Residents of 56th Place and the Boulevard Gardens co-ops flew into a rage in May after Amtrak cut down over 100 trees on land alongside tracks that run parallel to 56th Place and the nearby Brooklyn-Queens Expressway.
They hailed the new trees as a victory against the federally owned railroad, which used stimulus funding for its ill-fated tree take down.
“It was a very tough uphill battle” to have the trees replaced, said Lorie Bacchieri, who lives on 56th Place. “We’re so glad to see it come to fruition.”
In response to public outcry Amtrak initially defended the project, saying it was intended to improve safety by eliminating trees that might fall on the tracks or trip up its signal and switching systems.
But homeowners nearby said it destroyed their scenic view and an important sound barrier that blocked the noise from passing trains. They demanded the ravaged 200-foot section of embankment sloping down from the tracks to their homes be re-landscaped immediately.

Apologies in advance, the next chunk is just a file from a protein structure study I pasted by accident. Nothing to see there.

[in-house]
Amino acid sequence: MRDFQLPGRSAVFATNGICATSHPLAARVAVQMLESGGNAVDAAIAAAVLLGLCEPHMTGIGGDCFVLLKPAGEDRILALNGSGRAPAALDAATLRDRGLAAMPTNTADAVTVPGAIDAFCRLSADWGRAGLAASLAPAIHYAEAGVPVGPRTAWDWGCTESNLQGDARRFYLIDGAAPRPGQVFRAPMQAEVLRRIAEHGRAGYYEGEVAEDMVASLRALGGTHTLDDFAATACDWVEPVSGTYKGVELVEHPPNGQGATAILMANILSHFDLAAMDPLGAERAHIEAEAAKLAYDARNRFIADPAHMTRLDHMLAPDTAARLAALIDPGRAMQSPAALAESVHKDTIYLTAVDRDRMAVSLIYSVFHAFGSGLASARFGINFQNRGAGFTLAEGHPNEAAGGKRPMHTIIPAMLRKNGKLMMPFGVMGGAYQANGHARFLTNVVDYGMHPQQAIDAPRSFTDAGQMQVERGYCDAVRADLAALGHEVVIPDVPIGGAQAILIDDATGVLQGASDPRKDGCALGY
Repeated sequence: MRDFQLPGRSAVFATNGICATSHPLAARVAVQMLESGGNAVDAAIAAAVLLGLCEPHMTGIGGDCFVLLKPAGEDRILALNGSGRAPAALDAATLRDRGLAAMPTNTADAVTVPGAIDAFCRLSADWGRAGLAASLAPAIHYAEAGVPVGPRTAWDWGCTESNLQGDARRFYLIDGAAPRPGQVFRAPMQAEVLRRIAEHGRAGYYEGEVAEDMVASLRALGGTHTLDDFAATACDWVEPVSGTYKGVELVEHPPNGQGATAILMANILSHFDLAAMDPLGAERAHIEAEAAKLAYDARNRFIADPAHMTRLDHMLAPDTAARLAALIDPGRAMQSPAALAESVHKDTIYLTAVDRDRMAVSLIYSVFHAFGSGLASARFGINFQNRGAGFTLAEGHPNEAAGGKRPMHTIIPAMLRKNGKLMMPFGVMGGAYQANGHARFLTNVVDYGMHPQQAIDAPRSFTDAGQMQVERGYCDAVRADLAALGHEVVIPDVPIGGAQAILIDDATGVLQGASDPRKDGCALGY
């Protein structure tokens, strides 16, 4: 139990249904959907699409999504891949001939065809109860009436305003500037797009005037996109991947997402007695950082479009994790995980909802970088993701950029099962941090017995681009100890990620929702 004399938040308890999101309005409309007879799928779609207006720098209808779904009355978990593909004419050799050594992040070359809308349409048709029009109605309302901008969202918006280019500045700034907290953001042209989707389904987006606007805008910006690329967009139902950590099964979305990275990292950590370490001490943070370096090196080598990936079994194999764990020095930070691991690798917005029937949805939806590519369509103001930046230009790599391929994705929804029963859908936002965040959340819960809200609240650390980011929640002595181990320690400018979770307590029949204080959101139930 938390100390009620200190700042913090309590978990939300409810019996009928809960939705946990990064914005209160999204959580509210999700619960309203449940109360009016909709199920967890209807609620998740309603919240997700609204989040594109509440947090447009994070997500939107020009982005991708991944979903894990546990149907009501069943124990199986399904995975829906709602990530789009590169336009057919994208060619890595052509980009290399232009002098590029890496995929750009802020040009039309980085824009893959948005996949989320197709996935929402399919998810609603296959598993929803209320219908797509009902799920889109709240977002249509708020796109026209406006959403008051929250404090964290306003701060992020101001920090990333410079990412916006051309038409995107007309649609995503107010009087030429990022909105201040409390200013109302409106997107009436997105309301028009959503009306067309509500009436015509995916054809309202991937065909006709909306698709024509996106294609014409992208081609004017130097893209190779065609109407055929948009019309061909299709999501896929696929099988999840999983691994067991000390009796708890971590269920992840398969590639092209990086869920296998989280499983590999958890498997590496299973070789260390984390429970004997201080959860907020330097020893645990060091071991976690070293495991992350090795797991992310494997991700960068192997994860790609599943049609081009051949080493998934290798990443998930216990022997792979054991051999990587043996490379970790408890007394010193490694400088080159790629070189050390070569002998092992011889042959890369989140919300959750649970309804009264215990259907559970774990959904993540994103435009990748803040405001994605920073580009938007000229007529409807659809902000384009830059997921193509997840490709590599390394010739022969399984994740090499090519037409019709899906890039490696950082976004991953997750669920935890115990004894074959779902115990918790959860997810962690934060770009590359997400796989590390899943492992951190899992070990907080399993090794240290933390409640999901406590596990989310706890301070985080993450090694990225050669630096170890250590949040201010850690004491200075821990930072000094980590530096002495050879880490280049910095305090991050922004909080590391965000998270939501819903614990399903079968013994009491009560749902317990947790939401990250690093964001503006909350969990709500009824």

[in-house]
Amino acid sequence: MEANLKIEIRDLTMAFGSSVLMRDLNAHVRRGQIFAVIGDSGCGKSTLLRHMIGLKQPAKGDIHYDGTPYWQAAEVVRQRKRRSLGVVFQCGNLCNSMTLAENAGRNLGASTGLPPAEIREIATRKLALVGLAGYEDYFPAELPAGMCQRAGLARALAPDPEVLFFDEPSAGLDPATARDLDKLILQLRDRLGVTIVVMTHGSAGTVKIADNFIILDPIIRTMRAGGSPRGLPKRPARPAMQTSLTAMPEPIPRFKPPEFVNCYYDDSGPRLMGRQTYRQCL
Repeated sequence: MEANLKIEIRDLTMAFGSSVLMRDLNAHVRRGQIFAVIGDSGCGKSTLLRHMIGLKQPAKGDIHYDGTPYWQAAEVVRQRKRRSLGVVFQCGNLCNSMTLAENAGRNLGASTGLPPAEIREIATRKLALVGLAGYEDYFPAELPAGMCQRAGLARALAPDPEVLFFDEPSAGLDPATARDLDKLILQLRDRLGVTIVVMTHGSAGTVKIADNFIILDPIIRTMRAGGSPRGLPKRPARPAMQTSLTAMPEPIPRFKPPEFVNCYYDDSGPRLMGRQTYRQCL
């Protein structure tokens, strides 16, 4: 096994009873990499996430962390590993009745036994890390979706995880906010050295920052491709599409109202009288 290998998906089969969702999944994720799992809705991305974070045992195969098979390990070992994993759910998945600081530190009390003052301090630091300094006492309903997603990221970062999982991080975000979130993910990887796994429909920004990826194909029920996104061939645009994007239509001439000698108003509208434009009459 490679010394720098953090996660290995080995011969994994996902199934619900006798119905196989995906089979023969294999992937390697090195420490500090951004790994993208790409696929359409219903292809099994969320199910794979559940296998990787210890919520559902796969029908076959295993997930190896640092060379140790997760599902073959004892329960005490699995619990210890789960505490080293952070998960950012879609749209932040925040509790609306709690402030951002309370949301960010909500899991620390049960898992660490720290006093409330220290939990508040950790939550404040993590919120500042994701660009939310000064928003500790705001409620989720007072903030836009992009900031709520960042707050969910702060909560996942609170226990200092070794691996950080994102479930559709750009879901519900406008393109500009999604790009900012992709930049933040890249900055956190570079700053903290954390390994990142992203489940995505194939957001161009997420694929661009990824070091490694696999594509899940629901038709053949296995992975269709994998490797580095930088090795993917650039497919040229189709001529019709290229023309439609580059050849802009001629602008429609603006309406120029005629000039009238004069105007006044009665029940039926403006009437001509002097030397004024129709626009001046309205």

After several summer meetings with elected officials, the railroad agreed to plant new trees that would not pose a safety threat. The work was finished before Thanksgiving.
“While I was disappointed that the trees were chopped down in the first place, I am pleased that Amtrak has followed through with its promise to rectify the damages it caused,” said Congressman Joe Crowley.
“Was it a long, drawn out fight?” said Bill McClean, Boulevard Gardens’ board of directors president. “Somewhat, but the results speak for themselves.”
The area where the trees were cut down has been transformed into a landscaped slope where arbor vitae and dogwood trees mix with colorful shrubbery.
Amtrak spokesman Peter Cohen said the railroad would take care of it through next October, before turning the trees and plants over to mother nature. He said Amtrak chose trees “the railroad thought we could live with from a safety point of view.”
“When these trees were chopped down, this community stood up,” said Councilman Peter Vallone, Jr. “Amtrak is learning they need to work with the community.”